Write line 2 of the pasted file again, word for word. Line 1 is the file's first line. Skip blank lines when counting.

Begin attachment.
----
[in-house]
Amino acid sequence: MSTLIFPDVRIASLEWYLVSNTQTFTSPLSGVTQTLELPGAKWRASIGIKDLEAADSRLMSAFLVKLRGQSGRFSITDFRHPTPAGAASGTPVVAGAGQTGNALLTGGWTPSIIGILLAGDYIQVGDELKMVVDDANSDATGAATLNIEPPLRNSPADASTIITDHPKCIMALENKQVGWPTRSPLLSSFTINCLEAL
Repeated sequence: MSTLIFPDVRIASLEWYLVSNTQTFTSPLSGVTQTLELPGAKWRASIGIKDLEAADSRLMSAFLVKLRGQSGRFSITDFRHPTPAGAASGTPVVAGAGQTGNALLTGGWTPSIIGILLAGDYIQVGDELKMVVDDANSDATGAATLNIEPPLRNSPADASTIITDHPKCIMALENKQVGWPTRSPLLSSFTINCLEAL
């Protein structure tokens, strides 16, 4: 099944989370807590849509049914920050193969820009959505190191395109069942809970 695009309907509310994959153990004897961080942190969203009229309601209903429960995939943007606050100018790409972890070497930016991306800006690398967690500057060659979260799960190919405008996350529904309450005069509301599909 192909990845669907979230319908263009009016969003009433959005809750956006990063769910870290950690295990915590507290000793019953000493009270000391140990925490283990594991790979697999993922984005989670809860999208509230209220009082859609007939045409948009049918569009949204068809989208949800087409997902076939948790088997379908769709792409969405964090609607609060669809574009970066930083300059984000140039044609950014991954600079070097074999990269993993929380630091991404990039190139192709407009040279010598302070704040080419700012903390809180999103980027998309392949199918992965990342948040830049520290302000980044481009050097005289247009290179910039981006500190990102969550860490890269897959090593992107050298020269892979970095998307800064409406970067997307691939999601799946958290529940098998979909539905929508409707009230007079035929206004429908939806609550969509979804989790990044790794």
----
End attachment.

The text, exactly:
Amino acid sequence: MSTLIFPDVRIASLEWYLVSNTQTFTSPLSGVTQTLELPGAKWRASIGIKDLEAADSRLMSAFLVKLRGQSGRFSITDFRHPTPAGAASGTPVVAGAGQTGNALLTGGWTPSIIGILLAGDYIQVGDELKMVVDDANSDATGAATLNIEPPLRNSPADASTIITDHPKCIMALENKQVGWPTRSPLLSSFTINCLEAL